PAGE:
Yes, it’s that time of year when I congratulate myself on completing another year of weekly blogs

4 years of blog posts

So what’s happened during that year?

November 2013a year of Windows 8.1

Hard to believe that it’s a whole year since Windows 8.1 was released. It’s still with us and I still maintain that it’s not as bad as a lot of people think.

Homer and Windows 8.1December 2013more on Windows 8.1

I said that I didn’t care about the tiled apps in windows 8 and none my clients’ needs have pushed me into spending much time on them in the year that has followed. A client recently asked me if it is a good idea to buy a Windows mobile phone and I had to reply that, even if he does like the tiled apps, he might be better off with an Android phone or an iPhone as the developers of “apps” don’t yet seem to think it’s essential for them to develop Windows versions.

Figures released in June by Statista show the number of apps on the major “platforms” as

  • Google Play (Android) – 1,300,000
  • iPhone – 1,200,000
  • Windows Mobile – 300,000

January 2014making your computer sleep-friendly

I am still a big fan of using f.lux to automatically reduce the blue light emitted from a computer screen in the evening. Whether or not it does actually help in getting to sleep, f.lux certainly makes a computer screen easier to look at in the evening with tired eyes.

Microsoft Ends Support for Windows XP - screen capture from MicrosoftFebruary and April 2014Windows XP is still with us

There’s no sign of XP disappearing just yet. Some of my clients are still using it and I came across it in a local medical centre last week. We haven’t yet seen a massive attack on XP computers, but I still think it’s very likely to happen. If you are still using XP then I urge you to make sure you are taking regular backups of things you can’t afford to lose. See this link as well.


February 2014
PC World

in this blog I said that the service in PC World may be getting better. I was dis-abused of this notion last week when trying to buy a Microsft Surface Pro 3. For some odd reason, John Lewis aren’t stocking the model I want. My saga with PC World went as follows:

  • Oxford Street branch – hadn’t got the machine and they said their Tottenham Court Road branch hadn’t got it either
  • Tottenham Court Road – despite advice from Oxford Street, they did have it – but no matching keyboard/cover
  • Kensington High Street – they told me I needed to have it specially made to order as it isn’t a standard model (huh?)
  • Brixton – their website said they had it but they hadn’t
  • Old Kent Road – success!

Windows Desktop - Cluttered

This is getting silly

February 2014a cleaner desktop

My Windows desktop is still cleaner than it used to be. I now just periodically dump every icon I’ve not used recently into a folder of un-used icons that sits on the desktop. I don’t agonise over which ones to move: I just move nearly all of them. They’re easy enough to fetch back out of the folder, but I rarely need to. Very therapeutic having an uncluttered desktop.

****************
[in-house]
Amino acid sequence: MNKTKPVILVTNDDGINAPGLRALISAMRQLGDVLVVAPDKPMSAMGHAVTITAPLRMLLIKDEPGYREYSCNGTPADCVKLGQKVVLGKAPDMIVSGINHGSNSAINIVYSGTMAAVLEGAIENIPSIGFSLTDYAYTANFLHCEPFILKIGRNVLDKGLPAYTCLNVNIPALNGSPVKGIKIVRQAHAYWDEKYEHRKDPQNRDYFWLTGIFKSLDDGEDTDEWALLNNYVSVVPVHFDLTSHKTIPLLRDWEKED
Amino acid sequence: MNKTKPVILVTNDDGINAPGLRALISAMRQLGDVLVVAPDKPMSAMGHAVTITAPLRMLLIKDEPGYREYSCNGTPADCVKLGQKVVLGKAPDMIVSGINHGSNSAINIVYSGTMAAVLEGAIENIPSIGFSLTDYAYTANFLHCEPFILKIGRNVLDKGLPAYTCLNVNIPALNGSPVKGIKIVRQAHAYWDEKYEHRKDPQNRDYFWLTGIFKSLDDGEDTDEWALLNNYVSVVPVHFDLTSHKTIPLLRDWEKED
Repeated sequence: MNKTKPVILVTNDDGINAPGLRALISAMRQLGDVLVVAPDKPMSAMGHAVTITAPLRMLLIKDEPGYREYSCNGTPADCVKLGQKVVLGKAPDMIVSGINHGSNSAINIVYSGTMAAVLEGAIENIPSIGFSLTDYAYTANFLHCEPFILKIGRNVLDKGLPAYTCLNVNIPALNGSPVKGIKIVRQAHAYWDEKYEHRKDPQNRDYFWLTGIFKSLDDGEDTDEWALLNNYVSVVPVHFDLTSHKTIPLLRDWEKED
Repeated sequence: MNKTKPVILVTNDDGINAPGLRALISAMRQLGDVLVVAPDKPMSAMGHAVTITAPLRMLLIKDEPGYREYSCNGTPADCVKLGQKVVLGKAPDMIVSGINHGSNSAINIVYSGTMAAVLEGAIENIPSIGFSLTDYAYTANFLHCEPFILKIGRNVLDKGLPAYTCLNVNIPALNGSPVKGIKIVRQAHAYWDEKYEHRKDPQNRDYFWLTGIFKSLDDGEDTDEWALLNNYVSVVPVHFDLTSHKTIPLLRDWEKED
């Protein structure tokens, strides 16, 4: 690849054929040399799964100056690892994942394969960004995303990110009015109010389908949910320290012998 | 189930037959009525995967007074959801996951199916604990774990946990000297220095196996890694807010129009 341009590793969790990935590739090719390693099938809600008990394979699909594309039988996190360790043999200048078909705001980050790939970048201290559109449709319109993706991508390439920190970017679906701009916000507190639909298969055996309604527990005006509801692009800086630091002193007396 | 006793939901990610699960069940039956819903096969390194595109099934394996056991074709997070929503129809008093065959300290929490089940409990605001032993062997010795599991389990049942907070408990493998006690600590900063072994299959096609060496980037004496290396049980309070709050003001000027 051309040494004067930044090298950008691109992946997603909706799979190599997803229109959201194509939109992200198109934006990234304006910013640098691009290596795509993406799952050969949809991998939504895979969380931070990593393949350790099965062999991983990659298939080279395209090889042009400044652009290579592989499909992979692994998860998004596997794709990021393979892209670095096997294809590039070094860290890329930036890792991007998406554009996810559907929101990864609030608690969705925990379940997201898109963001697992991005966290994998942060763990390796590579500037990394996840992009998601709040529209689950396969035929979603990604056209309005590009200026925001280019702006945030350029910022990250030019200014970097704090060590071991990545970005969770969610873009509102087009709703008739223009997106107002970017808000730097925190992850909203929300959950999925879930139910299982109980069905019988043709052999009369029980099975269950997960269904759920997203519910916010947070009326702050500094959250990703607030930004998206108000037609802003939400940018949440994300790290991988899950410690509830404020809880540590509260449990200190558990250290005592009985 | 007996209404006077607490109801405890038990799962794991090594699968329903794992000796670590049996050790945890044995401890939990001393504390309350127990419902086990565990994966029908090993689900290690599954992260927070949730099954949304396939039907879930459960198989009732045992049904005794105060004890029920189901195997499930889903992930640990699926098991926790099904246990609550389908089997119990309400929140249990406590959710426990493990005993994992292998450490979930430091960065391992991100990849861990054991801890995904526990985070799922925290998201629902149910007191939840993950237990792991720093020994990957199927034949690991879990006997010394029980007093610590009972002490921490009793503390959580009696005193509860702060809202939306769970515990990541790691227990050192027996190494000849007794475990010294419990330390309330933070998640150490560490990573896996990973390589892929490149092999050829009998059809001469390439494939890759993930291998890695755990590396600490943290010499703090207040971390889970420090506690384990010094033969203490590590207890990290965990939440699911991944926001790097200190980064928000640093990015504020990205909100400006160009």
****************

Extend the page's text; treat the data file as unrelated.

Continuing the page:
March 2014Windows 8 File History

I still think this inbuilt backup routine is better than nothing, but I was disappointed to find that it can’t be used to automatically create backups to OneDrive (Microsoft’s cloud storage service).

April 2014Faststone Image Viewer

I continue to recommend this to my Windows computer support clients and to install it for them. It may not be cutting edge software, but it makes photo viewing and editing a lot easier and more intuitive than Picasa. Get Faststone Image Viewer from here.

May 2014closing my LinkedIn account

I’m still thinking of closing this account. I am certainly not going to sign into any other account by using my Linked In credentials as I do not trust Linked In not to steal the data that would then be open to them.

Gmail LogoAugust 2014Gmail shortcuts

Do you use gmail’s webmail interface? Try using some shortcuts

September 2014the new “.london” domain

Maybe I got off the mark too soon when I changed from davidleonard.net to davidleonard.london . There are some places in cyberspace that refuse to accept that an email address ending in “.london” is genuine. It looks as if some web programmers need to re-visit the validation routines on their website forms. This is going to become a bigger problem for them as more and more domain suffixes are released. Did you know, for instance, that the following are all new domain suffixes – .mail, .club, .training, .marketing, .photography?

Microsoft Surface Pro 3 in profileOctober 2014the Microsoft Surface

As mentioned above, I’ve gone and got one (despite PC World’s best efforts to quash any impulse buying). Haven’t yet had time to install everything, but it’s definitely a very nice machine. I was right about the small screen, though. I don’t think I could use it for very long towards the end of the day if I hadn’t got a pair of glasses specifically optimised for reading at the distance of a computer screen.

October 2014 Windows 10 Technical Preview

If you’ve heard bad things about Windows 8 then you probably need to hold out for about 10 months before buying your next computer if you want to avoid Windows 8 altogether. It’s likely that 2-3 months before that you will be able to buy a Windows 8 machine with a voucher for a free upgrade to Windows 10 when it is released.

That’s it, then. On to year five…

Is there a market for the Microsoft Surface – if so, where?